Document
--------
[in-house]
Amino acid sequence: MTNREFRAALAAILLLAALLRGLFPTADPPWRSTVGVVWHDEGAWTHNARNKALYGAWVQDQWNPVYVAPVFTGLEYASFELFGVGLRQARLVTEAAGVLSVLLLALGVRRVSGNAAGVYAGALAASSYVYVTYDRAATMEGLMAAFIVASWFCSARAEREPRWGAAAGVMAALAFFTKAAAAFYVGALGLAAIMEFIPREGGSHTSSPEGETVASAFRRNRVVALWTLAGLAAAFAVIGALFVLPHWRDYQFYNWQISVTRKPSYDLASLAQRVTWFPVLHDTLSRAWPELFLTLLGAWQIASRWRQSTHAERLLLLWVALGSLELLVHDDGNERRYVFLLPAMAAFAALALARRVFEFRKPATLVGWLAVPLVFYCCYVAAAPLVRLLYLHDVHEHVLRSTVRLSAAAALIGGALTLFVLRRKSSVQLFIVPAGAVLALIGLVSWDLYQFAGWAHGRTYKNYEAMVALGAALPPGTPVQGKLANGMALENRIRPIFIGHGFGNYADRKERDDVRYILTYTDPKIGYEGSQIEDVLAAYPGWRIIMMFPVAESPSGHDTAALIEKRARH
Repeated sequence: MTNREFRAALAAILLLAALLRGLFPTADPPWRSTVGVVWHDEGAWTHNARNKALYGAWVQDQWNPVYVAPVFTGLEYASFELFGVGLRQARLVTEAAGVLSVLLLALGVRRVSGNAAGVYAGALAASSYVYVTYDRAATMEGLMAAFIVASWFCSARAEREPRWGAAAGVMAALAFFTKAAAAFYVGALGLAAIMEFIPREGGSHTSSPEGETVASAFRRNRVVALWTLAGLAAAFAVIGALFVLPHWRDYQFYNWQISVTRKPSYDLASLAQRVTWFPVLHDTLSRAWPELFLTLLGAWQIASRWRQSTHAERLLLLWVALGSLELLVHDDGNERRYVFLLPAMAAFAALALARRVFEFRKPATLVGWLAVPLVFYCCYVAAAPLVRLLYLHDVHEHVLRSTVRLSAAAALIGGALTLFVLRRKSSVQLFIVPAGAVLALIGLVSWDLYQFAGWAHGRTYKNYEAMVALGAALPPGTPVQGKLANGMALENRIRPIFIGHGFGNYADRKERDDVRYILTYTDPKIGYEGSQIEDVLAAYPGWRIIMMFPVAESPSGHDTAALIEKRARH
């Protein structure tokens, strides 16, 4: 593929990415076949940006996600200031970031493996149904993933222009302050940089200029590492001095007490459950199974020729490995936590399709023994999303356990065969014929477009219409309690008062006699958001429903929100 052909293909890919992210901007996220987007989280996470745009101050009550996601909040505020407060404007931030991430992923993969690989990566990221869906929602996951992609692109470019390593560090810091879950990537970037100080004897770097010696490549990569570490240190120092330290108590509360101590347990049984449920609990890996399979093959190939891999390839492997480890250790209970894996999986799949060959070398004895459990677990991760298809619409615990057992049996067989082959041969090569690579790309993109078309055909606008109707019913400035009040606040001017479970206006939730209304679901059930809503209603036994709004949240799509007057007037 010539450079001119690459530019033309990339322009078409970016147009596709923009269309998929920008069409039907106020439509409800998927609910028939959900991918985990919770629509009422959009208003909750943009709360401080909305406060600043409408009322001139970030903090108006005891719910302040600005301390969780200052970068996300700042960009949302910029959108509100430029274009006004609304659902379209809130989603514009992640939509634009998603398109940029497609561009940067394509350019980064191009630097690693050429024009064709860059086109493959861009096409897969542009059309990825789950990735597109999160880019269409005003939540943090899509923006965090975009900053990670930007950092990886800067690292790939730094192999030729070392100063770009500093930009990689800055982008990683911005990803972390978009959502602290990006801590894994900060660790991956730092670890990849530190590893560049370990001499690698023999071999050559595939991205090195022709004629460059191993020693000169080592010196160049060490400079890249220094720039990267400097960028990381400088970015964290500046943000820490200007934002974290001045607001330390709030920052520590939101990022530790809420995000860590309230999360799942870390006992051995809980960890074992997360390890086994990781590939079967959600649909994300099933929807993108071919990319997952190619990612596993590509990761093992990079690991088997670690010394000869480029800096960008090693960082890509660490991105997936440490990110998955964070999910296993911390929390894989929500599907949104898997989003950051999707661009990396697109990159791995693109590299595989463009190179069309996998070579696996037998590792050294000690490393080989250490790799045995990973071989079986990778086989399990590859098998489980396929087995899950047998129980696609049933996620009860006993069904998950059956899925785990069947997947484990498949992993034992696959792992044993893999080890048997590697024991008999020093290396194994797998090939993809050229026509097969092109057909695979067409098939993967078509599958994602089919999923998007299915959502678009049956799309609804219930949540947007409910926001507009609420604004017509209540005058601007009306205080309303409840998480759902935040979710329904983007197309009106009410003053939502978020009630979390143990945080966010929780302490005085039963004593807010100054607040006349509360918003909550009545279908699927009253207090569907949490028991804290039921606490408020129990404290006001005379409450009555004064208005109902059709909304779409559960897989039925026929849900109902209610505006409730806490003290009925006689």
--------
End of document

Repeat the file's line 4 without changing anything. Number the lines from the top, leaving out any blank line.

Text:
């Protein structure tokens, strides 16, 4: 593929990415076949940006996600200031970031493996149904993933222009302050940089200029590492001095007490459950199974020729490995936590399709023994999303356990065969014929477009219409309690008062006699958001429903929100 052909293909890919992210901007996220987007989280996470745009101050009550996601909040505020407060404007931030991430992923993969690989990566990221869906929602996951992609692109470019390593560090810091879950990537970037100080004897770097010696490549990569570490240190120092330290108590509360101590347990049984449920609990890996399979093959190939891999390839492997480890250790209970894996999986799949060959070398004895459990677990991760298809619409615990057992049996067989082959041969090569690579790309993109078309055909606008109707019913400035009040606040001017479970206006939730209304679901059930809503209603036994709004949240799509007057007037 010539450079001119690459530019033309990339322009078409970016147009596709923009269309998929920008069409039907106020439509409800998927609910028939959900991918985990919770629509009422959009208003909750943009709360401080909305406060600043409408009322001139970030903090108006005891719910302040600005301390969780200052970068996300700042960009949302910029959108509100430029274009006004609304659902379209809130989603514009992640939509634009998603398109940029497609561009940067394509350019980064191009630097690693050429024009064709860059086109493959861009096409897969542009059309990825789950990735597109999160880019269409005003939540943090899509923006965090975009900053990670930007950092990886800067690292790939730094192999030729070392100063770009500093930009990689800055982008990683911005990803972390978009959502602290990006801590894994900060660790991956730092670890990849530190590893560049370990001499690698023999071999050559595939991205090195022709004629460059191993020693000169080592010196160049060490400079890249220094720039990267400097960028990381400088970015964290500046943000820490200007934002974290001045607001330390709030920052520590939101990022530790809420995000860590309230999360799942870390006992051995809980960890074992997360390890086994990781590939079967959600649909994300099933929807993108071919990319997952190619990612596993590509990761093992990079690991088997670690010394000869480029800096960008090693960082890509660490991105997936440490990110998955964070999910296993911390929390894989929500599907949104898997989003950051999707661009990396697109990159791995693109590299595989463009190179069309996998070579696996037998590792050294000690490393080989250490790799045995990973071989079986990778086989399990590859098998489980396929087995899950047998129980696609049933996620009860006993069904998950059956899925785990069947997947484990498949992993034992696959792992044993893999080890048997590697024991008999020093290396194994797998090939993809050229026509097969092109057909695979067409098939993967078509599958994602089919999923998007299915959502678009049956799309609804219930949540947007409910926001507009609420604004017509209540005058601007009306205080309303409840998480759902935040979710329904983007197309009106009410003053939502978020009630979390143990945080966010929780302490005085039963004593807010100054607040006349509360918003909550009545279908699927009253207090569907949490028991804290039921606490408020129990404290006001005379409450009555004064208005109902059709909304779409559960897989039925026929849900109902209610505006409730806490003290009925006689």